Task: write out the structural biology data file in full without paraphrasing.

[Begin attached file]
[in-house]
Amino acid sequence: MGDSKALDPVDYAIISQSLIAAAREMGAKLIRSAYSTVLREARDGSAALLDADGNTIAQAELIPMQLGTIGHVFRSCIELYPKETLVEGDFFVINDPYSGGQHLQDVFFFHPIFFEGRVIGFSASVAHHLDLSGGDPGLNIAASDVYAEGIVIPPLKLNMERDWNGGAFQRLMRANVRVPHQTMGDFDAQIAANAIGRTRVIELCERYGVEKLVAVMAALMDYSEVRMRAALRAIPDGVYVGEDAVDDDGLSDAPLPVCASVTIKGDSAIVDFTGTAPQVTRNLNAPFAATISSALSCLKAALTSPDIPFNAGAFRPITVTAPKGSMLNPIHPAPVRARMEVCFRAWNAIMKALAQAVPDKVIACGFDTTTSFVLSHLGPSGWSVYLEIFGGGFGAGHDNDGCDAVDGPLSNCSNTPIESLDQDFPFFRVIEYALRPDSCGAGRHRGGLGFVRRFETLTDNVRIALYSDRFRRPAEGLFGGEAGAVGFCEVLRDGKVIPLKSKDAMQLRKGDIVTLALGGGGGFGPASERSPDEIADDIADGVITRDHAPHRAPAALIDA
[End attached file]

[in-house]
Amino acid sequence: MGDSKALDPVDYAIISQSLIAAAREMGAKLIRSAYSTVLREARDGSAALLDADGNTIAQAELIPMQLGTIGHVFRSCIELYPKETLVEGDFFVINDPYSGGQHLQDVFFFHPIFFEGRVIGFSASVAHHLDLSGGDPGLNIAASDVYAEGIVIPPLKLNMERDWNGGAFQRLMRANVRVPHQTMGDFDAQIAANAIGRTRVIELCERYGVEKLVAVMAALMDYSEVRMRAALRAIPDGVYVGEDAVDDDGLSDAPLPVCASVTIKGDSAIVDFTGTAPQVTRNLNAPFAATISSALSCLKAALTSPDIPFNAGAFRPITVTAPKGSMLNPIHPAPVRARMEVCFRAWNAIMKALAQAVPDKVIACGFDTTTSFVLSHLGPSGWSVYLEIFGGGFGAGHDNDGCDAVDGPLSNCSNTPIESLDQDFPFFRVIEYALRPDSCGAGRHRGGLGFVRRFETLTDNVRIALYSDRFRRPAEGLFGGEAGAVGFCEVLRDGKVIPLKSKDAMQLRKGDIVTLALGGGGGFGPASERSPDEIADDIADGVITRDHAPHRAPAALIDA